Earth Day 2015. It is spring. For the last several years, I have been conducting an experiment in gardening. The most recent element of this experiment has been edible ginger—a popular ingredient in Asian cooking. A fascinating and delicious rhizome, ginger grows slowly, so you plant it around March and harvest it around December.
Garden plants such as ginger, lettuce, or carrots, give us food—but in order to do so, they depend on the gardener to water them, to pull the weeds, to add the compost. In order to survive and give me its gift of savory spice, I need to care for this plant or this garden and in doing so be in a kind of relationship with it, for it depends on me for its survival.
In the Hawaiian language, the word for such care is mālama (mah-la-ma). But its deeper meaning is more than just the feeding and watering of a plant. When you mālama, you enter into a kind of relationship. I should look at my plants to see if the soil is too dry, to see if this plant is stressed and needs more water, to test the soil to see if it lacks nutrients, has a fungus, or an insect problem. I want it to produce good roots. I want to eat of this harvest. To do all of this I must m?lama this plant for it, too, is a gift.
The Hokuleʻa and the Hikianalia*, two voyaging canoes of the Polynesian Voyaging Society, set sail in the summer of 2014 for an around-the-world voyage using only traditional, ancient Polynesian navigation techniques. Called Mālama Honua, this epic worldwide voyage “is to address the global issues that face all of us from global warming to resource sustainability,” especially for those who live within Ocean communities.
Mālama Honua literally means “Care of the Earth.” At its heart it means that we are in a relationship with this planet. Sustainability is a keyword for this millennium. It’s easy to talk about taking care of things like plants, and the environment—the ocean, rivers, lakes, and the need for clean air. Here in Hawaiʻi, the most remote island chain in the world, we are acutely aware of the effects of sea level rise and climate change. Many of our schools have plans and programs that address issues of sustainability. I am sure many a fellow chaplain has preached a sermon and taught a lesson on the gift of Creation. From the beginning, God has entrusted us as stewards—caretakers of this fragile Earth.
The harder work is when it comes to us as people. How do we mālama, or care for each other? What about the sustainability of our human relationships?
In the letter to the Colossians, Paul writes “clothe ourselves with compassion, kindness, humility, gentleness and patience.” (Col 3.12) He goes on to say how this community should treat each other, even when they disagree. Forgiveness and love are key components. Ultimately, it is love that binds everything together and for the Colossians, a Christian community, it is the love centered on Christ that serves as the guiding light.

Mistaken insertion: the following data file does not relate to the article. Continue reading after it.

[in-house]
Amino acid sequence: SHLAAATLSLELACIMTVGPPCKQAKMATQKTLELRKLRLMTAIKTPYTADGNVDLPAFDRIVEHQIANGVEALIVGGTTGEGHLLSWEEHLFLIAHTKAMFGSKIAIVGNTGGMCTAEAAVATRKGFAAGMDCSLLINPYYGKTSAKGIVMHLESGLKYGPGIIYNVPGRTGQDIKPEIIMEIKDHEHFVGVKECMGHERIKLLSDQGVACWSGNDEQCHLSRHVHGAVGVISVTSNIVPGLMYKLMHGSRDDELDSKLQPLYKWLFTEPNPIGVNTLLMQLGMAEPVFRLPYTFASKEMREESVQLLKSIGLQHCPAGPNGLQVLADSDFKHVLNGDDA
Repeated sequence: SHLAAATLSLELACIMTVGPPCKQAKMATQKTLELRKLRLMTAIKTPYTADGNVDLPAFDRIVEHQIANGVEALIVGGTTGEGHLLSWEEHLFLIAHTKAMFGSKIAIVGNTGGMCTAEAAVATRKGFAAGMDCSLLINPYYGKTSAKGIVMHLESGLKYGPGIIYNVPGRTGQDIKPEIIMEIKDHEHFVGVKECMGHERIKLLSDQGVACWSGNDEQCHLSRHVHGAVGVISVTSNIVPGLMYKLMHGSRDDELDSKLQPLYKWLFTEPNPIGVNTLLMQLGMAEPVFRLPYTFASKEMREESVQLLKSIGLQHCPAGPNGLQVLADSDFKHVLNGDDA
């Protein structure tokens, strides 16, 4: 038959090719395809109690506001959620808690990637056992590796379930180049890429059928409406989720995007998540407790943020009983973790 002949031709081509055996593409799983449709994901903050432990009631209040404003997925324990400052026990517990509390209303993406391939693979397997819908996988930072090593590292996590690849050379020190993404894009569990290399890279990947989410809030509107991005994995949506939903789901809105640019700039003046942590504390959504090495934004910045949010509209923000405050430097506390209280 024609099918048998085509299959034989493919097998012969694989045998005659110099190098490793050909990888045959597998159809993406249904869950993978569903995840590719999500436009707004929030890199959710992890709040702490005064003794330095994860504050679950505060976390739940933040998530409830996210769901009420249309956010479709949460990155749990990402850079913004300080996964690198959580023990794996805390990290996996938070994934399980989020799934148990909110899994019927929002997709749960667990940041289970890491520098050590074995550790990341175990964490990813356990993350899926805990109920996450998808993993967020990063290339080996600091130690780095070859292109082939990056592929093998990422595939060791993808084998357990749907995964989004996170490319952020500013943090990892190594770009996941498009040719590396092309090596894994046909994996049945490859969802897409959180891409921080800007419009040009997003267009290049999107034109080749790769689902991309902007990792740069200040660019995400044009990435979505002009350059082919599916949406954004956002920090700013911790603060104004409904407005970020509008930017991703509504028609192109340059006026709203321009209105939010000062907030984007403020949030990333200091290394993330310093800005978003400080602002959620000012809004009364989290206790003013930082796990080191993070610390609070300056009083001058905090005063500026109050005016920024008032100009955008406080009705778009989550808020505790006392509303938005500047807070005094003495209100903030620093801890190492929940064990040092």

As Episcopal schools we reflect the wide diversity of this very world that God has given us. We see the rainbow of races, languages, and gifts and talents in the faces of the children who enter our classrooms and sit in our chapels and in the families who support their education and their efforts. Regardless of our traditions, when we m?lama, when we care for the earth, we are called to put on the clothing of compassion, kindness, humility, and patience. When we mālama one another, true care and compassion means that we recognize and honor the relationship that exists with a fellow human being whether they are friend or stranger.
To live with a spirit of mālama is to live knowing that your responsibility is to take all that you have been given—your gifts, your talents, even your treasure—and to use those gifts for the care and wellbeing of your relationships, your communities, and the world around you.
Mālama is not just about the planet or the environment, but is truly about all aspects of our lives. It is about giving and receiving forgiveness. It is about clothing ourselves in compassion, kindness, and humility. It’s about taking care of each other, from our toys, to plants, and to all creatures big and small. It’s about going the extra mile. It’s about loving your neighbor as yourself. It’s about living out the values that lie at the heart of the Spirit.
*Pronunciation guide: Hokuleʻa (Hoe-ku-lay-ah) Hikianalia (Hee-kee-ah-nah-lee-ah)
The Rev. Daniel L. Leatherman is Chaplain at the ʻIolani School in Honolulu, Hawaiʻi. Founded in 1863 by King Kamehameha IV and Queen Emma of Hawaii, ʻIolani School serves 1,887 students in grades K–12.